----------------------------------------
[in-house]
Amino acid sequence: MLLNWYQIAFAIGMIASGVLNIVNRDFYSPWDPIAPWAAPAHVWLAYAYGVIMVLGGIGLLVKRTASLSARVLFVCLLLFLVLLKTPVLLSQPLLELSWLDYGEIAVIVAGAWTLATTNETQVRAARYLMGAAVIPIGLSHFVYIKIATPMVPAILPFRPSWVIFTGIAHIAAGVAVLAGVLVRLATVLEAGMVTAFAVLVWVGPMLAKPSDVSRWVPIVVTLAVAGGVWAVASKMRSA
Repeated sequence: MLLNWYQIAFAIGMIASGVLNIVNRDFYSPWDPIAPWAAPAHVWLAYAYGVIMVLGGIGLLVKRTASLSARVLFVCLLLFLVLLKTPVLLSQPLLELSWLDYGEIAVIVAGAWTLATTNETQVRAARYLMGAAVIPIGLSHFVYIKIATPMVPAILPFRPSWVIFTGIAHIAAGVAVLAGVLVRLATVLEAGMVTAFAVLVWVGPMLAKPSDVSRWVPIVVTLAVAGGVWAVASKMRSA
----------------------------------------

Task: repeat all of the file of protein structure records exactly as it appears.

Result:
[in-house]
Amino acid sequence: MLLNWYQIAFAIGMIASGVLNIVNRDFYSPWDPIAPWAAPAHVWLAYAYGVIMVLGGIGLLVKRTASLSARVLFVCLLLFLVLLKTPVLLSQPLLELSWLDYGEIAVIVAGAWTLATTNETQVRAARYLMGAAVIPIGLSHFVYIKIATPMVPAILPFRPSWVIFTGIAHIAAGVAVLAGVLVRLATVLEAGMVTAFAVLVWVGPMLAKPSDVSRWVPIVVTLAVAGGVWAVASKMRSA
Repeated sequence: MLLNWYQIAFAIGMIASGVLNIVNRDFYSPWDPIAPWAAPAHVWLAYAYGVIMVLGGIGLLVKRTASLSARVLFVCLLLFLVLLKTPVLLSQPLLELSWLDYGEIAVIVAGAWTLATTNETQVRAARYLMGAAVIPIGLSHFVYIKIATPMVPAILPFRPSWVIFTGIAHIAAGVAVLAGVLVRLATVLEAGMVTAFAVLVWVGPMLAKPSDVSRWVPIVVTLAVAGGVWAVASKMRSA